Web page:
It varies from house to house who lights the menorah; some even have a menorah for each member of their family. The menorah is generally placed in either a doorway or a window, and is lit most often after sunset, and will burn for thirty minutes. A blessing is recited before the menorah is lit and afterward hymns are sung.

Another way that the oil miracle is honored is by partaking of foods that are fried in oil. Latkes (potato pancakes) and sufganya (jelly-filled donuts) are two of the most common foods that are eaten during Hanukkah.

The Dreidel

A game with a dreidel is commonly played. A dreidel is a spinning top that has four sides, with Hebrew letters on each side. The four letters make up an acronym for the Hebrew phrase “nes gadol hayah sham” which translates as “a great miracle happened there.” The game consists of playing for a variety of items: coins, chocolate coins, and nuts. These items are divvied out equally to each player. Each player places one of their items into the pot, and the game begins. When the dreidel is spun and lands on a specific side, the spinner of the dreidel will either win one of the items, all of the items, or have to add an item to the pot. Once a player loses all of their items they are out of the game. When there is only a single player left, the game is over.

Hanukkah is not a “Sabbath-like” holiday, therefore, is no obligation to refrain from activities that are forbidden on the Sabbath, often Saturday.  Families go to work and school as usual but may leave early in order to be home to kindle the lights at nightfall.  Many families exchange gifts each night, such as books or games, and “Hanukkah Gelt” is often given to children. However you celebrate, we wish you a joyous Hanukkah with your loved ones.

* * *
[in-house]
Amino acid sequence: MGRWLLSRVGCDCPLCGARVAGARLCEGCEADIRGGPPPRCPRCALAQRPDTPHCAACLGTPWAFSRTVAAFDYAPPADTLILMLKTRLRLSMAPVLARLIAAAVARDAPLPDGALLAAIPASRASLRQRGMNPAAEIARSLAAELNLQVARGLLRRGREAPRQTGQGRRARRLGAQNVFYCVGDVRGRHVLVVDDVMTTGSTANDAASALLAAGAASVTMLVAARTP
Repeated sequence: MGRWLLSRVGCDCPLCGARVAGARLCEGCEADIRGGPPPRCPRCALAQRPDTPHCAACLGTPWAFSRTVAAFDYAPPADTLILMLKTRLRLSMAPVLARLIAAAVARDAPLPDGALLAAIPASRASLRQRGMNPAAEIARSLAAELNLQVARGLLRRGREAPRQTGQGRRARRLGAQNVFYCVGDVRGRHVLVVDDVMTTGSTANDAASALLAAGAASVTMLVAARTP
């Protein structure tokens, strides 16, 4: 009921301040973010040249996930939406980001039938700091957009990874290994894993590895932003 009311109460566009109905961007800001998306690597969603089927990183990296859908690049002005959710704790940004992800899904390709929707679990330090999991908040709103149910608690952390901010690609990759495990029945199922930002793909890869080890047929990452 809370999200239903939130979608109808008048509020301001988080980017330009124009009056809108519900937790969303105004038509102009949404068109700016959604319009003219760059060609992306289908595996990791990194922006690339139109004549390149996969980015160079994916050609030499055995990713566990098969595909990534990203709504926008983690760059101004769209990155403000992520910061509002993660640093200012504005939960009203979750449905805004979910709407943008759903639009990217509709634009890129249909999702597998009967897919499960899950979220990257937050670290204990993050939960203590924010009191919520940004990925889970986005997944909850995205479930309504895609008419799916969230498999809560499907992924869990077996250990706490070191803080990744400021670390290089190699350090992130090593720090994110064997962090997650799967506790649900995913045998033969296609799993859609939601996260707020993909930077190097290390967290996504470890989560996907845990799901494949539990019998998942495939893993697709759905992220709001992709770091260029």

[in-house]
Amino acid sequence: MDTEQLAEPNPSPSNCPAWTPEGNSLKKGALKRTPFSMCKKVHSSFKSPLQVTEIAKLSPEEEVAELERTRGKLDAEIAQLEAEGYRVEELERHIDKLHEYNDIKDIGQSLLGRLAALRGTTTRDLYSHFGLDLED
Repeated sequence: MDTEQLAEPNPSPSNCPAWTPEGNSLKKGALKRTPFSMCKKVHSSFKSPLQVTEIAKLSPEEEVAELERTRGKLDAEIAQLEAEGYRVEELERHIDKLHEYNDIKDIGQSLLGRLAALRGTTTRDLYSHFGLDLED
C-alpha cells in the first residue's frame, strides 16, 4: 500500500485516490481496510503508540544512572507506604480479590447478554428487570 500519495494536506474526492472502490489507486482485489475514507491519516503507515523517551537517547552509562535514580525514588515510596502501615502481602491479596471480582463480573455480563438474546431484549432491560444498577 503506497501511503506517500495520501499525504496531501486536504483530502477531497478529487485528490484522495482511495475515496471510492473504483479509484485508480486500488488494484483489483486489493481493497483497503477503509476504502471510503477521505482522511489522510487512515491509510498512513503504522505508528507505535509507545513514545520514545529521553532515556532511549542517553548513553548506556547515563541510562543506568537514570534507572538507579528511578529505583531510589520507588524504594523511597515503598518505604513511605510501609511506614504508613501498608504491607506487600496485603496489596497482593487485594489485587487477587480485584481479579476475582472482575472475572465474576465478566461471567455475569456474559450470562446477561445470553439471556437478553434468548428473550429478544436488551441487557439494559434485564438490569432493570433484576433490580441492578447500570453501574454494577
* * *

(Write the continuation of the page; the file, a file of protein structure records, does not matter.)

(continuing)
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The dynamic of the workplace has changed a lot in the past years. People are no longer used to working in an office for 8 hours and then going home. They need something more than that to be productive. Businesses are now embracing an open, flexible, and collaborative way of working. Therefore, they encourage employees to speak their mind, come up with new ideas, and contribute to the success of the business. Furthermore, a cohesive team will always perform better than individuals performing their tasks separately. Thus, if you want to move your business forward and keep your employees motivated, then you need to promote teambuilding in the workplace.

This article is going to show why it is essential to offer your teams teambuilding activities.

What’s the Role of Teambuilding in The Workplace?

Better Communication Amongst The Team
A flexible workplace is great as it allows the team to work whenever they want, from any location they want. How great would that be to have the opportunity to work on your projects from the comfort of your home or with a stunning view in front of you? However, modern and flexible workplaces present a serious risk which is lack of communication. When people are not sitting in the same office, they might tend to forget how to communicate with each other.

Team building comes as a solution to this problem as it gets the team together. When you offer team building sessions in the workplace, you give the opportunity for different departments to connect. For example, office-based employees will meet the remote workers in person. Therefore, team building allows your employees to have fun but also gives them the opportunity to discuss with each other current projects they are working on face to face. Together they can solve some of the most stressful tasks.